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Questions To Ask When Evaluating Your Custody and Visitation Agreement

By Adam T. Kronfeld of Duff & Kronfeld, P.C. posted in Family Law on Wednesday, April 13, 2016.

You and your spouse have separated and generally agree how you will share custody and visitation of your children. You (or your attorneys) have prepared a document intended to memorialize that agreement. It looks like it says everything you agreed to, but what are you missing?

The following is a list of questions that you may wish to consider in evaluating whether your written custody and visitation agreement adequately addresses some of the common situations that may arise with your children in the future:

1. Who is responsible for transporting the children when they are driving between their parents’ homes?

2. Can a step-parent or other family member drive the children from one home to another? Can they pick them up from school or other activities?

3. What happens if one parent needs or wants to relocate out of the area?

4. Can a parent take a child out of school for a vacation? For a special event?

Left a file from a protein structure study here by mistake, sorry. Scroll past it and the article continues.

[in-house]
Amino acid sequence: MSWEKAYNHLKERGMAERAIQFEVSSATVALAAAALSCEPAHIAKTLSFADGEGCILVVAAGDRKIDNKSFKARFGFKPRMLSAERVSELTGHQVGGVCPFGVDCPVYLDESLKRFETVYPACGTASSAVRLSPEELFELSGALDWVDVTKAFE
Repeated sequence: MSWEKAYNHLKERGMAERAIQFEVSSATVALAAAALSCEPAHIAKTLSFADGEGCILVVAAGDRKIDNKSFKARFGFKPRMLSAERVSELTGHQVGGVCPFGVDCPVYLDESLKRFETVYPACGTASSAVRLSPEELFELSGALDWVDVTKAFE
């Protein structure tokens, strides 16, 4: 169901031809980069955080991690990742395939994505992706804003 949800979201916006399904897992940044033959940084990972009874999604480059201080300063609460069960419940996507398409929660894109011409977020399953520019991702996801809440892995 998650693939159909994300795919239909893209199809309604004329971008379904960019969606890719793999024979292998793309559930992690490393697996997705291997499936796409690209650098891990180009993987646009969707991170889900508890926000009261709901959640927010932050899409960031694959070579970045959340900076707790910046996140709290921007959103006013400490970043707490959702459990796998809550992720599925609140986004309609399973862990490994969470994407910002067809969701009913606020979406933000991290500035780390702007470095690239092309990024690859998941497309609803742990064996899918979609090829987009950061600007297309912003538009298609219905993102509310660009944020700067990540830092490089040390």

5. When should a new romantic interest meet the children? When should a romantic interest be allowed to move in with a parent and the children or vice versa? Is it even a good idea to try to address that?

6. If we disagree about a medical, educational or religious issue, how can we resolve that disagreement?

7. Should one parent have the first right to take care of the children if the other cannot on their own custodial time? What should trigger that right?

8. How do we apportion vacation time in the summer?

9. Should parent get make-up time if they miss time with the children because the parent is sick or has to travel for work? Or because the children are sick and should stay in one place until they are healthy? Or because the children were snowed in with their other parent?

10. What if the children want a different visitation schedule? What if they refuse to visit with one parent? What if they refuse to leave to go back to their other parent?

It is impossible to plan for every contingency that might arise with your children and the other parent. However, you may wish to try planning ahead for some of the more common scenarios, or at least ask your attorney whether you can or should address them in your agreement. If you have questions like the above pertaining to your custody situation, please do not hesitate to contact an attorney at The Duff Law Firm, and we will gladly help you with them.

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